Raising a bilingual, or in our case, a multilingual child is a serious commitment that one has to fully understand before envisioning a fluent child in the future. Many people think that just because your child knows a few words in different languages, she is bilingual, but reality is different. In order for a person to have a good domain of a language, that person must know how to speak it, read it and write it properly.
Just think about your native tongue, it took years of listening and learning grammar rules before you were able to write your first decent essays, right? Now, add into the mix the particular region where you grew up and the generation that you belong to (both affect our language and vocabulary immensely) and then think about the ways in which the country you were born at has influenced how you speak. All of these components interacting together make you fluent in your native tongue and identify you with a group of individuals.
In other words, language is intimately tied to speech, a set of rules and culture. This is why, in order for a person to be truly bilingual, she must also be bicultural and biliterate -which means that she’s able to read and write following proper grammatical structure in both languages. By this logic, I believe that a person who understands two cultures, has a better grasp on the context in which language is utilized and has a richer vocabulary than one who has only learned language in a classroom and has not been exposed to real-life-situations where that language is used.
My husband and I want our children to have the advantage of speaking three languages as their native tongues: they would learn Arabic from their dad, Spanish from me, and English from listening to mom-and-dad’s interactions and from the environment, as it is the main language spoken in our community.
But talking to them in our respective native tongues is not enough. We must create a sort of island where culture and language interact so they also learn how to read and write in them. I always feel sad when I hear that my husband’s relatives who were born here or in Canada speak Arabic but don’t know how to write it -what an opportunity they lost!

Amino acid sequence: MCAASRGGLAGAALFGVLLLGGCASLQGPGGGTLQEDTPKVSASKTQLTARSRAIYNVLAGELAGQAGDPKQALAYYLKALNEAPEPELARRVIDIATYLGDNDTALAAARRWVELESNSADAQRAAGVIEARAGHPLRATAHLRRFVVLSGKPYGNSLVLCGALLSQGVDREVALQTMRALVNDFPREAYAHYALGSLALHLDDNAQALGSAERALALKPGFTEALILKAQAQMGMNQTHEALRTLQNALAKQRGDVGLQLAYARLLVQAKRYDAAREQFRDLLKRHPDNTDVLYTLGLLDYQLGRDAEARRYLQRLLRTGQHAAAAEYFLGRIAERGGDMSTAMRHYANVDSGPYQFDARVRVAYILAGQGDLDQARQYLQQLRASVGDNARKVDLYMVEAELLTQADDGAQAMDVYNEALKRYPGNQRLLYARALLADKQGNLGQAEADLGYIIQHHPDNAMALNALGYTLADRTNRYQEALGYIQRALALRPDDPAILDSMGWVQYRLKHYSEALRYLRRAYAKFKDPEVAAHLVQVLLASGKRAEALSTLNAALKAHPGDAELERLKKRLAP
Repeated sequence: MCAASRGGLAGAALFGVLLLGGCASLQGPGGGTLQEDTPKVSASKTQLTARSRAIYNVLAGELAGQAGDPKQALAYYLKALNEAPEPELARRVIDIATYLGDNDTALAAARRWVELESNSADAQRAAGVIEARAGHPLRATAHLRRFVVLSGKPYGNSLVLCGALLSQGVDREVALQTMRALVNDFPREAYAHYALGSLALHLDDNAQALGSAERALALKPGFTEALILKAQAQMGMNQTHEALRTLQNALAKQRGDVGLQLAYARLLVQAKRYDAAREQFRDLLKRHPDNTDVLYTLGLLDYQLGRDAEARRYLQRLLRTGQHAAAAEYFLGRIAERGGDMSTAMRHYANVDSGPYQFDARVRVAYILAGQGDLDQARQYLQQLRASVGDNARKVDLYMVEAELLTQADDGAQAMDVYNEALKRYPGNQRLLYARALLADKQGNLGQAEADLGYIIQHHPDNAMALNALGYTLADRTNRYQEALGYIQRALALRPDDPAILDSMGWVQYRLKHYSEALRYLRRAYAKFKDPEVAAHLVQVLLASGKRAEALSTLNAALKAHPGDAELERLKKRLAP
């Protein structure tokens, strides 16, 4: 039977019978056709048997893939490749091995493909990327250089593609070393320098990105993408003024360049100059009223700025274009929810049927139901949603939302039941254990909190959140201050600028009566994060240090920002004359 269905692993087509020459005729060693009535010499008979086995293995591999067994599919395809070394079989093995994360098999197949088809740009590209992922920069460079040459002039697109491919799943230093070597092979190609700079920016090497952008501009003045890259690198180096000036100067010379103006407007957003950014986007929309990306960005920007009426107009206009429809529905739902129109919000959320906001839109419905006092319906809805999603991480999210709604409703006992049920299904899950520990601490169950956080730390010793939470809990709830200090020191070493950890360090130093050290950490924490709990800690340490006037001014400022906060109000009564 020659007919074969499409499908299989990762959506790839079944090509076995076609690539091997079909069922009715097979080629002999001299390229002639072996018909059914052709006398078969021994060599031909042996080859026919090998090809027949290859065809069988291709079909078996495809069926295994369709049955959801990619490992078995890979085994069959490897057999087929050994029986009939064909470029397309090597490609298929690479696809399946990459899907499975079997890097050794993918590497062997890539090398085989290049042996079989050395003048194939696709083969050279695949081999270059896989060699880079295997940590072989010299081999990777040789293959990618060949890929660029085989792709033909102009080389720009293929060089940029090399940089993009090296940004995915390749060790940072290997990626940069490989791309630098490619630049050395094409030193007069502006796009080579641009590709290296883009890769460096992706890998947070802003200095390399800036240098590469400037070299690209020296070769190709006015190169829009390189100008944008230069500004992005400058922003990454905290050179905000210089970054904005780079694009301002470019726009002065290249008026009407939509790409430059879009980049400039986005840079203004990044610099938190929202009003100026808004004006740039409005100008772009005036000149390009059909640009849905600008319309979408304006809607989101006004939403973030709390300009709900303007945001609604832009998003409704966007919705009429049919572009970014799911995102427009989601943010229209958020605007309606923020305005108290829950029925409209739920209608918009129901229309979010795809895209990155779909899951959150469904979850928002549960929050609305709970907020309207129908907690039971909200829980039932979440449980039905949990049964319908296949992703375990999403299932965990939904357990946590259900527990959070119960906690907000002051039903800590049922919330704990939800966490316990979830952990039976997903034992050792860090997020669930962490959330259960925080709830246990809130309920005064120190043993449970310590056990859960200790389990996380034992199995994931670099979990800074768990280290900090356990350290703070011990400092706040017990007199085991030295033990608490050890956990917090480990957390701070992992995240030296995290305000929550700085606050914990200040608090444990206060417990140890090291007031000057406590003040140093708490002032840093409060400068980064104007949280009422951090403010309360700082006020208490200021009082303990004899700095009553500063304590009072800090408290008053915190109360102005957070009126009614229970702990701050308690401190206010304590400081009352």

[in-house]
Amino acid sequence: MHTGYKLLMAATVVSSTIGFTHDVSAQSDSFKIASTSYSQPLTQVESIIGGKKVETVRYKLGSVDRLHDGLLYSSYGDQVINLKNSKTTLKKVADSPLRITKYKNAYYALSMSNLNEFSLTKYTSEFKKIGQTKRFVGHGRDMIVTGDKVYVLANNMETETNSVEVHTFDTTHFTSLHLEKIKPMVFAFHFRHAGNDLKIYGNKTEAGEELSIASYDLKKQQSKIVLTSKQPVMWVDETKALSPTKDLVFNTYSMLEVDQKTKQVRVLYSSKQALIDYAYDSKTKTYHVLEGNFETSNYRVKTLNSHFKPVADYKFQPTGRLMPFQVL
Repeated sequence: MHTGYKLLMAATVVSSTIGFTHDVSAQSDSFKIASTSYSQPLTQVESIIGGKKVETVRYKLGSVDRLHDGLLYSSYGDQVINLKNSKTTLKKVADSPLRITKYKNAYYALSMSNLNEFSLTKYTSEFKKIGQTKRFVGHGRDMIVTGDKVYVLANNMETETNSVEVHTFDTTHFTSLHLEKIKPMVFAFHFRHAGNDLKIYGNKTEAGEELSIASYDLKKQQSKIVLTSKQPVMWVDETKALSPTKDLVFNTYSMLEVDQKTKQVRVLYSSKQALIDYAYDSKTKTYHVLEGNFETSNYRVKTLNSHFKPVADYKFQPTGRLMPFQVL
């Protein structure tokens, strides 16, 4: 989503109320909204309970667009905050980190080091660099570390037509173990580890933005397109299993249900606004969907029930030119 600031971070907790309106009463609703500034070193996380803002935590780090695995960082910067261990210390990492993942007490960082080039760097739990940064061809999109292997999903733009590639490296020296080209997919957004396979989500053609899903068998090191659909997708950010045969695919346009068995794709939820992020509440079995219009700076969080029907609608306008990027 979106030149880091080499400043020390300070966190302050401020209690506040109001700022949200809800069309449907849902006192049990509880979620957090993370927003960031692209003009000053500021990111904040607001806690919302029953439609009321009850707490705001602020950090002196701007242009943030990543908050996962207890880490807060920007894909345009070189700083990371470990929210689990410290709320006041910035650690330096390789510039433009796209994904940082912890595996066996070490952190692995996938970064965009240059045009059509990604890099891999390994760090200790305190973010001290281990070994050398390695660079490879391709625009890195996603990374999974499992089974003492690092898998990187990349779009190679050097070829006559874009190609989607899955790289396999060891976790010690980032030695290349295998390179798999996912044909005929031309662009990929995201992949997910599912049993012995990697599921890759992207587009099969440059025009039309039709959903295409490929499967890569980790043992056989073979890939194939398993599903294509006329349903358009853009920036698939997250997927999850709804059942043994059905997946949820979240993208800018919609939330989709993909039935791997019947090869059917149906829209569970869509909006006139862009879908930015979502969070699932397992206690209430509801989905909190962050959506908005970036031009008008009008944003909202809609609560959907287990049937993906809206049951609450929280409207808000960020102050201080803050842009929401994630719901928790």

We don’t want our children to lose any opportunities to learn, therefore, ever since our daughter was born, we have invested in books, music CD’s and now children DVD’s in our respective languages. This is to besides teaching Spanish, for instance, also teach a little bit of the culture. I’m so committed to this quest that I even made sure that the Spanish Sesame Street DVD’s I got were not translated but were the versions that are produced in Mexico -Plaza Sésamo- so our daughter can get a taste of the culture before she’s old enough to live it when we visit my home country.
Though our daughter is still a baby we are noticing how our efforts are making a difference as she understands vocabulary in at least Arabic and Spanish at the moment (we have not tried English yet) and her first four words have been a good mix between the three languages spoken at our home.
We are hoping that by keeping up our Skype conversations with our family abroad and using the great amount of books and other fun tools available in our native tongues, we will make this language-learning such a big part of our family life, that our children will not see it as a task.